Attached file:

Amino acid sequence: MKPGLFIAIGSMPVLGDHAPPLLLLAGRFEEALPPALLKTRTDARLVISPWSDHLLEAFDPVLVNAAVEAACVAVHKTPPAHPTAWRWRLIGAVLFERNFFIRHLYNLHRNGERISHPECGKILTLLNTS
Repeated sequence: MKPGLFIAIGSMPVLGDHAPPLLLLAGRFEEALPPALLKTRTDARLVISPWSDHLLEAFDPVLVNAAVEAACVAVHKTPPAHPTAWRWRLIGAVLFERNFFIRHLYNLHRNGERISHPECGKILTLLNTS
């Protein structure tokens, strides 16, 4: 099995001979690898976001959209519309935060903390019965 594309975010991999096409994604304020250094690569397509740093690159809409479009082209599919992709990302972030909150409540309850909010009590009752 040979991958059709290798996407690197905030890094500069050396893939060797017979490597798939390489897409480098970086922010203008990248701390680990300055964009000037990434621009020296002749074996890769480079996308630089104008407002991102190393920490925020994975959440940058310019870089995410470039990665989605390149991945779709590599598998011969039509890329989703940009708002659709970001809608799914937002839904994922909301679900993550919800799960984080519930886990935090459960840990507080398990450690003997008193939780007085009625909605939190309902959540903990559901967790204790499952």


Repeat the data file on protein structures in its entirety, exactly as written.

Amino acid sequence: MKPGLFIAIGSMPVLGDHAPPLLLLAGRFEEALPPALLKTRTDARLVISPWSDHLLEAFDPVLVNAAVEAACVAVHKTPPAHPTAWRWRLIGAVLFERNFFIRHLYNLHRNGERISHPECGKILTLLNTS
Repeated sequence: MKPGLFIAIGSMPVLGDHAPPLLLLAGRFEEALPPALLKTRTDARLVISPWSDHLLEAFDPVLVNAAVEAACVAVHKTPPAHPTAWRWRLIGAVLFERNFFIRHLYNLHRNGERISHPECGKILTLLNTS
């Protein structure tokens, strides 16, 4: 099995001979690898976001959209519309935060903390019965 594309975010991999096409994604304020250094690569397509740093690159809409479009082209599919992709990302972030909150409540309850909010009590009752 040979991958059709290798996407690197905030890094500069050396893939060797017979490597798939390489897409480098970086922010203008990248701390680990300055964009000037990434621009020296002749074996890769480079996308630089104008407002991102190393920490925020994975959440940058310019870089995410470039990665989605390149991945779709590599598998011969039509890329989703940009708002659709970001809608799914937002839904994922909301679900993550919800799960984080519930886990935090459960840990507080398990450690003997008193939780007085009625909605939190309902959540903990559901967790204790499952």